One thing is clear: Ursula von der Leyen can indeed secure another term as head of the European Commission, the central government of the EU – after all, the leadership of the EPP, including its president Manfred Weber, speaks of supposed unified support. However, this time she will be in a significantly more difficult position, as some EPP members might withdraw their support. The days when parliamentary groups collectively bowed to “gods” are irrevocably over. For instance, Orban’s party has not joined any existing political groups after exiting the EPP. Interestingly, (Slovenian) mainstream media portrays the ECR as “far-right”, despite there being an even more right-wing identity group in the European Parliament. This portrayal is mainly due to the fear that the future composition of the European Commission might lean more to the right. However, the composition heavily depends on which parties govern the individual member states. Notably, von der Leyen aims to delay the rule of law report on Italy solely to gain Rome’s support for her second term as head of the Commission. This means that the shifts in power dynamics within the European Parliament cannot be ignored. And this is encouraging news for Europe.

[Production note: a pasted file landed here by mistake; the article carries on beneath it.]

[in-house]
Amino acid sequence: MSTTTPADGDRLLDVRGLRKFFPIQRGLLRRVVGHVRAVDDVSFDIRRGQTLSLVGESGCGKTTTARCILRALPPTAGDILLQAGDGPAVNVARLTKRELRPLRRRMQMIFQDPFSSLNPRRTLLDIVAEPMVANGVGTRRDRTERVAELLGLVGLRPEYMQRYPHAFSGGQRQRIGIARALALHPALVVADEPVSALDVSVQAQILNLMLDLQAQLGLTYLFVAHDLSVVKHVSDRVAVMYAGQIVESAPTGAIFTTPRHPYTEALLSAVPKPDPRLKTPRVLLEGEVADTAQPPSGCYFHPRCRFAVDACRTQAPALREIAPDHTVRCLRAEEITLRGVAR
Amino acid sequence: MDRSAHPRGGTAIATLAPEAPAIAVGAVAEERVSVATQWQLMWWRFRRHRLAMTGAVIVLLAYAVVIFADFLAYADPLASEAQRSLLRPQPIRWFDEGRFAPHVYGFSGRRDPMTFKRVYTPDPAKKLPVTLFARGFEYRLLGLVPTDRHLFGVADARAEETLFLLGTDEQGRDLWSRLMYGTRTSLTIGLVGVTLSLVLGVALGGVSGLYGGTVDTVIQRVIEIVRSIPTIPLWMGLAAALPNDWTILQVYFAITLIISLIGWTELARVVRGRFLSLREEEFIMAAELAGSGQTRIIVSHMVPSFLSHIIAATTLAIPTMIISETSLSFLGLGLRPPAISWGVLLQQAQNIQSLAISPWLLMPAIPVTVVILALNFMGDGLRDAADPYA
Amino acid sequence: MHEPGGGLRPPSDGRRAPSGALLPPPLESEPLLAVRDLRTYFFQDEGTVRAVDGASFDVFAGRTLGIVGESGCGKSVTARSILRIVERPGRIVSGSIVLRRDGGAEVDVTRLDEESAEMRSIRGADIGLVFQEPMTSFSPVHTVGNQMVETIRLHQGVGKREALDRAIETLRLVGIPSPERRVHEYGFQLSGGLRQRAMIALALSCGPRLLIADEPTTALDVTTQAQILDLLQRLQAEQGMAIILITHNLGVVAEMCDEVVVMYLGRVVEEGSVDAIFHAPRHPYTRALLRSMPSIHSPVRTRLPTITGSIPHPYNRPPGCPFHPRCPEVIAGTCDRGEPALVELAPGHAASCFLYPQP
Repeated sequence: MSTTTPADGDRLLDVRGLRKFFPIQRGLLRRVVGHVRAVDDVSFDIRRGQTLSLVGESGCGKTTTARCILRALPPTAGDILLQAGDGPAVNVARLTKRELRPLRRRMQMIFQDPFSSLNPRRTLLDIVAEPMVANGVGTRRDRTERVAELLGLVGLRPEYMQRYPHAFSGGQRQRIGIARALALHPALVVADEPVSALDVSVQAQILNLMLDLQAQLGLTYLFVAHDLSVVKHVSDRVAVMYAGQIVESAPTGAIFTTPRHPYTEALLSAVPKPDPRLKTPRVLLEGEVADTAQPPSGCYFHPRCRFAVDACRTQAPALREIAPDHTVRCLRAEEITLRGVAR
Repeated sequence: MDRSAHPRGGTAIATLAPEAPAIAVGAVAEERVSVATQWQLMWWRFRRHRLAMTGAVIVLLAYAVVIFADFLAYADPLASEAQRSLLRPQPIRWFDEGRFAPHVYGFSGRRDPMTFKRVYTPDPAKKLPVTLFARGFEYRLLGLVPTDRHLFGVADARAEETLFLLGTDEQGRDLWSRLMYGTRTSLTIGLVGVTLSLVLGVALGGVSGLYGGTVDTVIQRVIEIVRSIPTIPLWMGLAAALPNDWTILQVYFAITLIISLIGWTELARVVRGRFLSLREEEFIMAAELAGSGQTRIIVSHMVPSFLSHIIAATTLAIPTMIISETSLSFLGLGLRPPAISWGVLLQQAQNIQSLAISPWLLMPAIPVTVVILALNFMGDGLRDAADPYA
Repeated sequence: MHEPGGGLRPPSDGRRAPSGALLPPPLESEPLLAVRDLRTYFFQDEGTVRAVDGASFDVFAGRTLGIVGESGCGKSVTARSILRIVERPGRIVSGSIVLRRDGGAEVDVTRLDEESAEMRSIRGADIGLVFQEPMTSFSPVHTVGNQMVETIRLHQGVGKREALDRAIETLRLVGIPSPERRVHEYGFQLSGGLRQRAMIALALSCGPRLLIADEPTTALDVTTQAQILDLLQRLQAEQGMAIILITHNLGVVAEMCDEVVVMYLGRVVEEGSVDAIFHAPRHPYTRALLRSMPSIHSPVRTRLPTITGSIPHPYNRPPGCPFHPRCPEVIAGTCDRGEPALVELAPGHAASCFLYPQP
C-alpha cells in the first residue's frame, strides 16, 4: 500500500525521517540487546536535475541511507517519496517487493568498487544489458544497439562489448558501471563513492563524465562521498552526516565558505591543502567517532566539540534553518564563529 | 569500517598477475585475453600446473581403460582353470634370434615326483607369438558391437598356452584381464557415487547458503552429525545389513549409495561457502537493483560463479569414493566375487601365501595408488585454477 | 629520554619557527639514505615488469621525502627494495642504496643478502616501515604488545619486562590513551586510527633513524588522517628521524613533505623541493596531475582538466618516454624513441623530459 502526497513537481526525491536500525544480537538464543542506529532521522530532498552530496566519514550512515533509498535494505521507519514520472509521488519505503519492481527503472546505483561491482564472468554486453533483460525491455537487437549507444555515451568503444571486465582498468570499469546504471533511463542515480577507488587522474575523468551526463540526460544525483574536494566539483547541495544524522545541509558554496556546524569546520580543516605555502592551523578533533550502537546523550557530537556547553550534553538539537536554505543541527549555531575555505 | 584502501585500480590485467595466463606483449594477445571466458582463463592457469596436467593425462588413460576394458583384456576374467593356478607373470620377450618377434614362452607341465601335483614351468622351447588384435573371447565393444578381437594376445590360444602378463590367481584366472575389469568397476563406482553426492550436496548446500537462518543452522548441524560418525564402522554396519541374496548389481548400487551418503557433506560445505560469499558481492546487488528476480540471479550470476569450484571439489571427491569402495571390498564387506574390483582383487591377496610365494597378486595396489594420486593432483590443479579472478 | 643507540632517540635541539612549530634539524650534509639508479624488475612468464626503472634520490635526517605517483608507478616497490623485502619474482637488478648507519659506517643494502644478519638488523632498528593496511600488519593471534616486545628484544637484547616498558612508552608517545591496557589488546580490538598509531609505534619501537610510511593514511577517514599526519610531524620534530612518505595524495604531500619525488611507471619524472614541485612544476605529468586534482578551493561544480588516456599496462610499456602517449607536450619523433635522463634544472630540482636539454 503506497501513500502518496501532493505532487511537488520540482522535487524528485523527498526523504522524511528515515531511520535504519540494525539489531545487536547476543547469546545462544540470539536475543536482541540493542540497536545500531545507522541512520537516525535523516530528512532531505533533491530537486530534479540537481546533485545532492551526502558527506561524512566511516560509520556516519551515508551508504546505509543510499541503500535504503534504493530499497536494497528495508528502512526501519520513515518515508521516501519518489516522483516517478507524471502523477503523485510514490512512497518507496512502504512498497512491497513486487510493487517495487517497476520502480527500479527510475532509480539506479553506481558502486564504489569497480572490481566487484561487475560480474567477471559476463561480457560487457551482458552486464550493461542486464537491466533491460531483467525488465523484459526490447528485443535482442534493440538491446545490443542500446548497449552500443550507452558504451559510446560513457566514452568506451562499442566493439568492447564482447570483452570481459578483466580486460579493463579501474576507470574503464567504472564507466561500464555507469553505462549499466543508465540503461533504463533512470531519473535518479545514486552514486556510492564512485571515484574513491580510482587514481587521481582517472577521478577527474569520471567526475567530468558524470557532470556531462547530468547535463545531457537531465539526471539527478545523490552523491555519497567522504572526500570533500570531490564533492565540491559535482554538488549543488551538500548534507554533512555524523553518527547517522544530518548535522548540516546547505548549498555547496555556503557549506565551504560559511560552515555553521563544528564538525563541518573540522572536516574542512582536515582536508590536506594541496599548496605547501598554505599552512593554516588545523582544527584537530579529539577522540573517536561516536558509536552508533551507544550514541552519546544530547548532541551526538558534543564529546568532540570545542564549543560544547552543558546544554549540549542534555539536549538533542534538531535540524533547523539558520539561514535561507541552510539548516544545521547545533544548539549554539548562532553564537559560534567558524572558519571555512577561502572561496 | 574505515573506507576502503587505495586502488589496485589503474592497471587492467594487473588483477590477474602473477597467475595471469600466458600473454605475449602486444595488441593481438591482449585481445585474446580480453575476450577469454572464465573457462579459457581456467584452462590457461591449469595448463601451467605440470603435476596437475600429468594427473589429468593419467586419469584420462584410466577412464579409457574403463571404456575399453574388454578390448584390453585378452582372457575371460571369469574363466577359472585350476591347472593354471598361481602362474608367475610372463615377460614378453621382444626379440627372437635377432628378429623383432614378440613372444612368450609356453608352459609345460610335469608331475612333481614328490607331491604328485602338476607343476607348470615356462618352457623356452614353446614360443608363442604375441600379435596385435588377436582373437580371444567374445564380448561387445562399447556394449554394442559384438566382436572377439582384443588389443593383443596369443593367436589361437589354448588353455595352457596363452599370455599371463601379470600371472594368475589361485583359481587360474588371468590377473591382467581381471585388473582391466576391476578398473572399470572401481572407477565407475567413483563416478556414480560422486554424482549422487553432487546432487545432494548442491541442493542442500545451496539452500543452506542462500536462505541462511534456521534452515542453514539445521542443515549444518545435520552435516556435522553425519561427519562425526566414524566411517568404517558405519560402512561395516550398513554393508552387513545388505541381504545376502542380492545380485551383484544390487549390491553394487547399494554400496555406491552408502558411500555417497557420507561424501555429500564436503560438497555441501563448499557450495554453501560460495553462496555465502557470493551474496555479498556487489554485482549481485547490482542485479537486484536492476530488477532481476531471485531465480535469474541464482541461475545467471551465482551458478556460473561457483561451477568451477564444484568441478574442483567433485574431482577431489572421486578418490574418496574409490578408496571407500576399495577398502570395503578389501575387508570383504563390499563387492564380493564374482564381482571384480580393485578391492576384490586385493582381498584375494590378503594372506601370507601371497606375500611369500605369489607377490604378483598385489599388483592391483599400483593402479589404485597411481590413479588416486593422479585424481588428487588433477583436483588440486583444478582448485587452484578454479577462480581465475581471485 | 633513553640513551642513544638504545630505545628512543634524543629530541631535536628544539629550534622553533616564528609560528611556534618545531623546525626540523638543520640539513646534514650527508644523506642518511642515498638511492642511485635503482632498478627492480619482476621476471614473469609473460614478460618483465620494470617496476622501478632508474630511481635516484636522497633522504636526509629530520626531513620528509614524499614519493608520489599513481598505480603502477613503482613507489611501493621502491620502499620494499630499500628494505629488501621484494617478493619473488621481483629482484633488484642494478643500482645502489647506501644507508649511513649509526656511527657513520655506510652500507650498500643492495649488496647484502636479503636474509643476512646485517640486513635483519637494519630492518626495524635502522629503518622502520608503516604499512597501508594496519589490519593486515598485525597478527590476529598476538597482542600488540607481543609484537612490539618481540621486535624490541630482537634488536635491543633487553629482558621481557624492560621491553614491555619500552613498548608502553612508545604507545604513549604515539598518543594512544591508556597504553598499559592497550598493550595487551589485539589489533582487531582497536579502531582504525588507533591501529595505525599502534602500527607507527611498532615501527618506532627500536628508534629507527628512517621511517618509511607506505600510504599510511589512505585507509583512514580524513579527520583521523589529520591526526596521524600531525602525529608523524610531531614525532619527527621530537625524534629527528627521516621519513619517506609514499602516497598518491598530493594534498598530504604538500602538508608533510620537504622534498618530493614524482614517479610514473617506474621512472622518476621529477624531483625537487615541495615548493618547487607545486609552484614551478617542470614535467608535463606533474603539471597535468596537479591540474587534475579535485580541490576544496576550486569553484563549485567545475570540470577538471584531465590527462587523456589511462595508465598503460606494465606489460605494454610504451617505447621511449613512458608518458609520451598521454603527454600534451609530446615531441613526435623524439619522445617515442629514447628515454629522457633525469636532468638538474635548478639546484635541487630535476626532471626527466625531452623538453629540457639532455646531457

What about Slovenia? One swallow does not make a summer. The results of the European elections generally have no direct impact on the internal political situation in Slovenia. Except perhaps that the results confirmed what we have known all along: that the Golob government, after two years, has left behind a catastrophe that will be hard to repair. After all, even President Nataša Pirc Musar recently acknowledged this, but we must be cautious here, as Pirc Musar often says what Milan Kučan really thinks. However, as long as Zoran Janković has control over Golob, the latter will remain in power. It is clear that there will be no preliminary elections, at least not as quickly as in France, where President Emmanuel Macron is trying to repair the disaster his party experienced in the European elections. We can invoke the values of European democracy, but this is Slovenia, and different rules apply. The ruling transitional left is currently too vulnerable to expose itself in elections and will wait for a more favourable opportunity, when a new “new face” is ready, and perhaps another new scandal, with which they can again “dunk” the opposition under the water in public opinion. Certainly, the rise in support for SLS, which could cross the parliamentary threshold in the next national elections and strengthen the spring camp, is also very unfavourable for the transitional left.